As a child growing up in Mountlake Terrace in the ’50s, Joyce had been drawn to the Lutheran church across the street, and would often drag her brother along to services. She was baptized there in her early teens and soon started teaching Bible school. Each night before bed, she read the psalms and found great comfort in them.

She met her future husband as a student at the University of Washington, and soon they were bonding as two-thirds of a folk-pop trio. Brian also had been baptized as a teenager, but by the time they married in 1966, they were both “very fallen-away Christians,” Joyce said.

Money and pleasure became the center of their lives, God was pushed to the periphery, and their relationship began to founder.

Joyce Crain and ferry group

By the summer of ’69, things were bad enough that Brian went to stay with friends. While he was gone, Joyce visited a dentist with a penchant for proselytizing.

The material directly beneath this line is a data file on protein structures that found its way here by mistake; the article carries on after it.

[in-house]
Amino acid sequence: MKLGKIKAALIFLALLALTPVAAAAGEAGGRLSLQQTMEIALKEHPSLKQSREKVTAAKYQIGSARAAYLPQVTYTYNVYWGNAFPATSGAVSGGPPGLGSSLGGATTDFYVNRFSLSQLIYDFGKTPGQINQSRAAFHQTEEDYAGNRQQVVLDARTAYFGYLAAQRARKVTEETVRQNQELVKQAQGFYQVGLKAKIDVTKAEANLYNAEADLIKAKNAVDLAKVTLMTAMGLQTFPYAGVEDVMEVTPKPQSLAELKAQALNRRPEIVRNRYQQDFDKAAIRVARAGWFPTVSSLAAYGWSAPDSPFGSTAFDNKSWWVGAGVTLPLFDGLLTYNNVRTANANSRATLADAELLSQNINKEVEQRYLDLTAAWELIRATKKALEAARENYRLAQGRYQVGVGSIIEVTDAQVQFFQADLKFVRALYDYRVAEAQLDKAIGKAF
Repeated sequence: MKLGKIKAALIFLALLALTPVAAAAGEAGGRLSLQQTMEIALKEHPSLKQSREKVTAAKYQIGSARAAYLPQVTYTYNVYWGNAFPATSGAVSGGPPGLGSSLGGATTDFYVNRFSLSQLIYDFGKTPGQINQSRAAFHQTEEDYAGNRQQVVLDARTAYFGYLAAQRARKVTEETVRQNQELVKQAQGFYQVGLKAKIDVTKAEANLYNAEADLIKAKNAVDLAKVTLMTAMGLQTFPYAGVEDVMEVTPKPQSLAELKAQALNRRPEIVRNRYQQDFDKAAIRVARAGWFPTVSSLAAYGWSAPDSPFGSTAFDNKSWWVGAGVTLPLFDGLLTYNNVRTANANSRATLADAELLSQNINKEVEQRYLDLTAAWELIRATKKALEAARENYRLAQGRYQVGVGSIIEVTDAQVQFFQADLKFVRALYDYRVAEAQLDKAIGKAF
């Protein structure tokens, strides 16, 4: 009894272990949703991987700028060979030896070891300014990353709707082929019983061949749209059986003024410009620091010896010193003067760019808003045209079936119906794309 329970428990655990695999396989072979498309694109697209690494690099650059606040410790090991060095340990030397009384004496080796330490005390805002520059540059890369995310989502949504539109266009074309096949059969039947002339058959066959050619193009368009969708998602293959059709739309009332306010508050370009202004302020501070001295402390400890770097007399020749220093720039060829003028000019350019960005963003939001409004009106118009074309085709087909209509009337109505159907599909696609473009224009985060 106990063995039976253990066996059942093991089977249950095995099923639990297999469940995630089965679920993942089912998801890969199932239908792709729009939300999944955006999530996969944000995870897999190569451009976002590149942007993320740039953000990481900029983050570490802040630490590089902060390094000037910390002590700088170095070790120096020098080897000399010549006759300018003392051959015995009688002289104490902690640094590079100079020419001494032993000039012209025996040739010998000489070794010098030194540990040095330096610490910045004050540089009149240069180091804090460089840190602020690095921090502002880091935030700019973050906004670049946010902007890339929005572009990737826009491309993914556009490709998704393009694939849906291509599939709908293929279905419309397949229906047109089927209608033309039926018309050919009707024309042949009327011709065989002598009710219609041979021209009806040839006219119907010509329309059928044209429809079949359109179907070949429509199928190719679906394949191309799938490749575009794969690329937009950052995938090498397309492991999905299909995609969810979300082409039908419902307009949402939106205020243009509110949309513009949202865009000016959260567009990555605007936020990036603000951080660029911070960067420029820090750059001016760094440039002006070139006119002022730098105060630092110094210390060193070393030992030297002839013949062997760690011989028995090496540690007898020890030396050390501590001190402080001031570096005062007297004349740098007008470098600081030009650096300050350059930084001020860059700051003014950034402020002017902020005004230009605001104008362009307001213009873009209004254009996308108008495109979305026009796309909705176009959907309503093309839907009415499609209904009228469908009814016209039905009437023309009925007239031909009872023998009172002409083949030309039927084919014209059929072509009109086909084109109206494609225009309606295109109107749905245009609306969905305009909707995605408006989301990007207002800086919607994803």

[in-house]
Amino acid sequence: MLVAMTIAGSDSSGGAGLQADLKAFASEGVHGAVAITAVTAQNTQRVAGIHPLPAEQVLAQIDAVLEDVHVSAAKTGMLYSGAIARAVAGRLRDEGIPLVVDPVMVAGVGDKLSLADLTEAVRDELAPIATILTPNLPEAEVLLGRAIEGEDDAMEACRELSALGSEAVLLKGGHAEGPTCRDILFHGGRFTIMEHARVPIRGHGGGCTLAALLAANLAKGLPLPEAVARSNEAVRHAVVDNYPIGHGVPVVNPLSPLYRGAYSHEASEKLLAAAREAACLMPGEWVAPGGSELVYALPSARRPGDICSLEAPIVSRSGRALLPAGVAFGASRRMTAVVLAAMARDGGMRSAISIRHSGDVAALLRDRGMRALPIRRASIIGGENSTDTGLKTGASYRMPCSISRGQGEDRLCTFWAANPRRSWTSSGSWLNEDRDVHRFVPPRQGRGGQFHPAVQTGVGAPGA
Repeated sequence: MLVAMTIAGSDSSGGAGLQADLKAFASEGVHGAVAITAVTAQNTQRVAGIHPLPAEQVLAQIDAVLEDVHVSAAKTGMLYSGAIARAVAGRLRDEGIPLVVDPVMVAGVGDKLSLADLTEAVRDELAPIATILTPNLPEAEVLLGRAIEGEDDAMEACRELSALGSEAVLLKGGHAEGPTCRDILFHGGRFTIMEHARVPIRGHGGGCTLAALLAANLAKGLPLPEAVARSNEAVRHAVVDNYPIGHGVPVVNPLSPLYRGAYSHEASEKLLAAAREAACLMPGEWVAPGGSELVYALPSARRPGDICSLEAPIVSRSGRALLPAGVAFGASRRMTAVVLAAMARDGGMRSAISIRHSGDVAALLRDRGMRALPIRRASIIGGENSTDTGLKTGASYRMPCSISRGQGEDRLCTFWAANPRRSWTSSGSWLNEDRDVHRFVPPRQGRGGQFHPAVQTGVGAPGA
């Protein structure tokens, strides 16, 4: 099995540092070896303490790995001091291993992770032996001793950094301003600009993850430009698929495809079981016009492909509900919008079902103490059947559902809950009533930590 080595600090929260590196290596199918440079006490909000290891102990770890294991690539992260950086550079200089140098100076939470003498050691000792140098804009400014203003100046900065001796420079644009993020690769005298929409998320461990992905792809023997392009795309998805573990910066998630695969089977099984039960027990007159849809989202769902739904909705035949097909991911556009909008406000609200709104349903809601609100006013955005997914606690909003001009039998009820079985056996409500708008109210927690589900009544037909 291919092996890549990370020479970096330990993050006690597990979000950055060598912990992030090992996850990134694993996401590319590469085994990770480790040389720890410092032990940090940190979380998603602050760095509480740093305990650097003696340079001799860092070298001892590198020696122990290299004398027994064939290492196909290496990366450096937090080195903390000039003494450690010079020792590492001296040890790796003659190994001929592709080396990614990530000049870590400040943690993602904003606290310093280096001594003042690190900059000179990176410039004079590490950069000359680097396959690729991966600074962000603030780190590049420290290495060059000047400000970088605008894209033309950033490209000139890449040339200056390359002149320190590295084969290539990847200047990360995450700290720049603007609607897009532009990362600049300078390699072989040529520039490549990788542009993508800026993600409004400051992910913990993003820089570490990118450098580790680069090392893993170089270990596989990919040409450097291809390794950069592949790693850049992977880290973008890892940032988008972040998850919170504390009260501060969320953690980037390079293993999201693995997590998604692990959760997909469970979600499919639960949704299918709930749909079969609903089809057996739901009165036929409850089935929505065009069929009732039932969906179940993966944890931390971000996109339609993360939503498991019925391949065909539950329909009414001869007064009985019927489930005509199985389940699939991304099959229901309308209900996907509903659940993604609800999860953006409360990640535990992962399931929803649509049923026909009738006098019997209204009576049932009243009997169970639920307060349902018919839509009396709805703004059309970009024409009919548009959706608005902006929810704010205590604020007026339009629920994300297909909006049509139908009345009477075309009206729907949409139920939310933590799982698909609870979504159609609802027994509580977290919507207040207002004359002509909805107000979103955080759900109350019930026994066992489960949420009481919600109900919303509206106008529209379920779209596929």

“He would fill my mouth with Novocain and preach to me,” she said, “and I got really mad.”

As the appointment began, the dentist told her, “You’re going to accept the Lord today.”

Mostly to shut him up, Joyce agreed.

The dentist was ecstatic. He quickly expounded the basics of the Christian message, then encouraged Joyce to pray, “Jesus, come into me.”

Though her heart wasn’t fully in it, that simple prayer would prove to be a pivotal moment in her life’s voyage.

She went home not feeling any different, but she gave her husband a call. “I said, ‘This is what I did today, but don’t get excited.’ But he did get excited.”

Brian had just finished reading the New Testament cover to cover. He’d had a powerful experience of Christ re-entering his life, and he longed for Joyce to have the same experience. He took a week off from work and told Joyce they were going to read the Bible together.

“And so we did,” she said. “We took the baby out … and sat by the river and read and read and read.”